3 Lessons Cheryl Hung Learned Working at CNCF
Cheryl Hung boasts quite a resume, with time spent at Google, Apple, and the Cloud Native Computing Foundation (CNCF). She’s now the senior director of ecosystem at Arm, but at Civo Navigate last week, she focused her keynote talk on what she learned while working for the CNCF.
Despite her time working with Kubernetes and containers in general, she didn’t have a lot to say about the technology. Instead, the first thing she learned at CNCF was from former Executive Director Dan Kohn. She was waiting for the job interview to start, but when she picked up the phone, the first thing Kohn said was, “Hey Cheryl, I’m Dan, executive director of CNCF. And after you’re done with CNCF, you could be …” and he launched into a litany of jobs she’d be qualified for after working for the open source consortium.
“I did this double-take,” Hung told the audience. “I really had to take a moment when I was like, ‘Did I already get this job and I didn’t notice?’ But I realized over time, that’s how Dan thought about people. He really thought it’s not about what can you do today and yes or no. It was always about how can I set you up in a couple of years’ time so that you can have those opportunities to do what you want to do.”
It’s a lesson she’s tried to apply herself for others, particularly those who are early in their career, she said.
The Second Lesson: Failure is an Option
The second lesson she learned from Kohn came after she had officially accepted the job.
“This is when I was trying to figure out what the heck I was doing there,” she said. “When you start a new job and you’re thrown into projects, you have all these new ideas [about] what to do.”
She came to Kohn with a long list of ideas and asked him to help prioritize it.
“He listened to me very intently and then he said, ‘Cheryl, failure is an option,’” she said. “What he meant by that was there’s no perfect answer to any of this. It’s much better to try a bunch of things and for them to fail than it is to not make any start at all, because you’re so overwhelmed with what’s going on.”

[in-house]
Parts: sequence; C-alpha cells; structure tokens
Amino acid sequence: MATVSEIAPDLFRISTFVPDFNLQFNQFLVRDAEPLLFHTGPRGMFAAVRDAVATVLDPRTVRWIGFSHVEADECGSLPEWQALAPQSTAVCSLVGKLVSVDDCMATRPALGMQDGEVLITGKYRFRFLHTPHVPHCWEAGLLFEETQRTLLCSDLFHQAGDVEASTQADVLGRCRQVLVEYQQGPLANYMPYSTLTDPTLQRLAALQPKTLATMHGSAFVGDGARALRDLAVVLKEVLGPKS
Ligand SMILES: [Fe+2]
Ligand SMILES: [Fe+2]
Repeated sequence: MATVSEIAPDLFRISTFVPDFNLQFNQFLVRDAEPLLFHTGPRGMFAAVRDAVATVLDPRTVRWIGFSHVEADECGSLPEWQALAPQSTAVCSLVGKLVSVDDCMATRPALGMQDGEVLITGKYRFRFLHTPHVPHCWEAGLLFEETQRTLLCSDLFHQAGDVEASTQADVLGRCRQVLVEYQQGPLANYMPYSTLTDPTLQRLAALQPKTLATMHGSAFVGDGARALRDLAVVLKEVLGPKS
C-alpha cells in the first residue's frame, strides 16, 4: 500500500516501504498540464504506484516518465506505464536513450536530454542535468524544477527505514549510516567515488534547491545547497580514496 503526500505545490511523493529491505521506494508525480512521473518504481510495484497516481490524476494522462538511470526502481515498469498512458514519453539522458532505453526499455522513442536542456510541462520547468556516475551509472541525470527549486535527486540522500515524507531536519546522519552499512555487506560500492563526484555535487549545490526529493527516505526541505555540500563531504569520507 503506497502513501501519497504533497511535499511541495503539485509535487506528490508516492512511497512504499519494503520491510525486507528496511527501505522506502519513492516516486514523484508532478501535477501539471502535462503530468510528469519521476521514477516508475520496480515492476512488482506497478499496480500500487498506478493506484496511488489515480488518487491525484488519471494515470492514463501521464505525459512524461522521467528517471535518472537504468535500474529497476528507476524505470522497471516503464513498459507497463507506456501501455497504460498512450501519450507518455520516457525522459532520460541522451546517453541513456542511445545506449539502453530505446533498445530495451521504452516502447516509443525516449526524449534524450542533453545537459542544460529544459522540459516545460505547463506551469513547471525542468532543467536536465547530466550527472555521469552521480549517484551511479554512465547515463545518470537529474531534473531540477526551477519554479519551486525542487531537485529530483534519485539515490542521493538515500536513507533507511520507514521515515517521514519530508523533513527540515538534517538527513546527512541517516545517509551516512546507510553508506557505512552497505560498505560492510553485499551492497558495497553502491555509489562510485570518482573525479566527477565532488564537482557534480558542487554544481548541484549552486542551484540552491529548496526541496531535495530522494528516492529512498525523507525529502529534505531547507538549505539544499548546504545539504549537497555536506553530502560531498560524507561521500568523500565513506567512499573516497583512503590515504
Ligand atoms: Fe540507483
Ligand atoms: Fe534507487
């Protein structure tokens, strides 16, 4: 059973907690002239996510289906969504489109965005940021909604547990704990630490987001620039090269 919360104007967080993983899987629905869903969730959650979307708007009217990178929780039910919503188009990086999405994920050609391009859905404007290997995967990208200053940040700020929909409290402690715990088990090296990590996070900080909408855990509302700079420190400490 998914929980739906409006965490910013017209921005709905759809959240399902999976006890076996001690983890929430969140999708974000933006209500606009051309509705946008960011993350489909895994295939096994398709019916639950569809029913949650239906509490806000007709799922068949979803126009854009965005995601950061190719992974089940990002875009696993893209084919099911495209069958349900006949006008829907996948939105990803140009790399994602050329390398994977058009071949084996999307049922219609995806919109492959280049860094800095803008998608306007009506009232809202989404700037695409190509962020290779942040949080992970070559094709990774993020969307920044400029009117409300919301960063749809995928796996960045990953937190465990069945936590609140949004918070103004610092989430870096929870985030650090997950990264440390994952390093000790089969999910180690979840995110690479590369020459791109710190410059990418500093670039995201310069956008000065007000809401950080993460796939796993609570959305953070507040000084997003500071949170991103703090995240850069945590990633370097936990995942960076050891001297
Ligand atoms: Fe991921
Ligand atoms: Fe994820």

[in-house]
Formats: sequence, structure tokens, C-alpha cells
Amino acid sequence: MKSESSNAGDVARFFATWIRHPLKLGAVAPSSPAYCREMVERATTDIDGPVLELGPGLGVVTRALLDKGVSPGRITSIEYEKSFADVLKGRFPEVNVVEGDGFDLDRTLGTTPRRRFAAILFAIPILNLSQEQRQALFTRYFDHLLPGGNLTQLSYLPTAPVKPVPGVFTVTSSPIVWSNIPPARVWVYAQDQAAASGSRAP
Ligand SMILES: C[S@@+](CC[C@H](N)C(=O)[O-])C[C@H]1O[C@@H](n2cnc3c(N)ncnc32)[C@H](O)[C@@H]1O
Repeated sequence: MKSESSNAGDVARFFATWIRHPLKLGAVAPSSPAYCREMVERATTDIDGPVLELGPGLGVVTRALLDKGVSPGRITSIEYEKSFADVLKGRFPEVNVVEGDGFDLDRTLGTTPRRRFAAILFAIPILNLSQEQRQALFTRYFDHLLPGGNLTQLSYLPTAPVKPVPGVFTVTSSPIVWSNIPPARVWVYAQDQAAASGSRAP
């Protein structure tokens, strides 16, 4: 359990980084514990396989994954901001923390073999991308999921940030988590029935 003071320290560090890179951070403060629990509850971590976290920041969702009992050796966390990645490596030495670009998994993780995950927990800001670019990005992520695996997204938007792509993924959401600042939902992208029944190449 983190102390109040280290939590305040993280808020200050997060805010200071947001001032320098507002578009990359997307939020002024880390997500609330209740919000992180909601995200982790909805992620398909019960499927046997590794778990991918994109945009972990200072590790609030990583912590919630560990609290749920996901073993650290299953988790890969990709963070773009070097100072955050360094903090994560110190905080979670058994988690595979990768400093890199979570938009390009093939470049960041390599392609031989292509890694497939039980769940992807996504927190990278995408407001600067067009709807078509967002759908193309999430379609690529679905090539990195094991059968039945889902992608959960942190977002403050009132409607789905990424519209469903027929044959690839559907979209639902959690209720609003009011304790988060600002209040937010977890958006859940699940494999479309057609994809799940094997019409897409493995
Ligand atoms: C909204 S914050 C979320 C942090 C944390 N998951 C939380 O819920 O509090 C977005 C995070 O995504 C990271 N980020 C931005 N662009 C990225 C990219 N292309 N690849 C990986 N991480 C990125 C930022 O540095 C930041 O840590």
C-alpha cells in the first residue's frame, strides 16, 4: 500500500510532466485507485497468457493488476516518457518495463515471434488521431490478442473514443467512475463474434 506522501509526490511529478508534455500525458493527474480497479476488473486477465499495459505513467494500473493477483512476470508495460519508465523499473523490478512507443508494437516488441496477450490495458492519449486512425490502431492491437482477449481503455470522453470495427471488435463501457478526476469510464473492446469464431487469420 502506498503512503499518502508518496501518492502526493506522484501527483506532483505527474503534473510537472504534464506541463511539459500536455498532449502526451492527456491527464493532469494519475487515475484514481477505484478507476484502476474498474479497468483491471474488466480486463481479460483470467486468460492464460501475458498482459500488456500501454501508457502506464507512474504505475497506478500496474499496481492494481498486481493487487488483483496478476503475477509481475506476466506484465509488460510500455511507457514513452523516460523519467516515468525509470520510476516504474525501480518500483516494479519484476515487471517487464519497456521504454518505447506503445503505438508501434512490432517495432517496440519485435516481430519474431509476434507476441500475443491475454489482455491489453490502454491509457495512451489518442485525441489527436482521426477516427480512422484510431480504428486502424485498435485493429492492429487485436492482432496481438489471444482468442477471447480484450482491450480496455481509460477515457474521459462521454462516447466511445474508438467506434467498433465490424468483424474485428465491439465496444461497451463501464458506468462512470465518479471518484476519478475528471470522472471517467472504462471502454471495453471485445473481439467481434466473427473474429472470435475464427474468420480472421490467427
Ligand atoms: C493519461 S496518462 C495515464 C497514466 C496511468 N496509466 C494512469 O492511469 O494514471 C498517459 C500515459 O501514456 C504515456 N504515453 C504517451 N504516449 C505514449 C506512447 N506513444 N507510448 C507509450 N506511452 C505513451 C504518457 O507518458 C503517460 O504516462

It was an extremely kind thing to say to someone in their first month of a new job, she added. She found it was a relief to be told she could try a lot of things and that it was OK if they didn’t work out.
The Third Lesson: Pay Attention to Timing
The third lesson she learned from CNCF was to pay attention to what people’s interests are and the timing of those interests. The first time she heard of a cloud native model was from a consulting friend who had been working on one and wanted CNCF to publish it. The effort fizzled out, she said, but a year later, another consulting friend mentioned the idea of a cloud maturity model. This time, she conducted a bit of research and found another company had published its own cloud maturity model — that made three different companies, talking about the same problem.
“Three people who are interested in the same business, same time, [it] probably means there are other people who are interested in it,” she said. “A lot of this is just trying to find the right opportunities, in the right timing, and be open to new things.”
Kubernetes vs. Serverless
Hung now works as senior director of ecosystem at Arm, Limited, a semiconductor and software design company based in Cambridge, England. Her team drives adoption of Arm across cloud and infrastructure through partnerships with commercial and open source organizations. The company eats its own dogwood, and recently moved its design analysis of an x86 and onto Graviton in 2019, she said.
“It was 60% faster,” Hung said. “It saved a bunch of power and lowered the costs.”
An audience member also asked Hung what she thought was the future of infrastructure — a Kubernetes-based model or serverless?
“I would say serverless hasn’t taken off to the extent that perhaps it was hoped a couple of years ago,” she said. “I certainly see Kubernetes as the default. Serverless will continue to be useful for gluing its applications together, but, for me, Kubernetes has the right level of abstraction.”
Civo paid for Loraine Lawson’s travel and accommodations to attend the conference.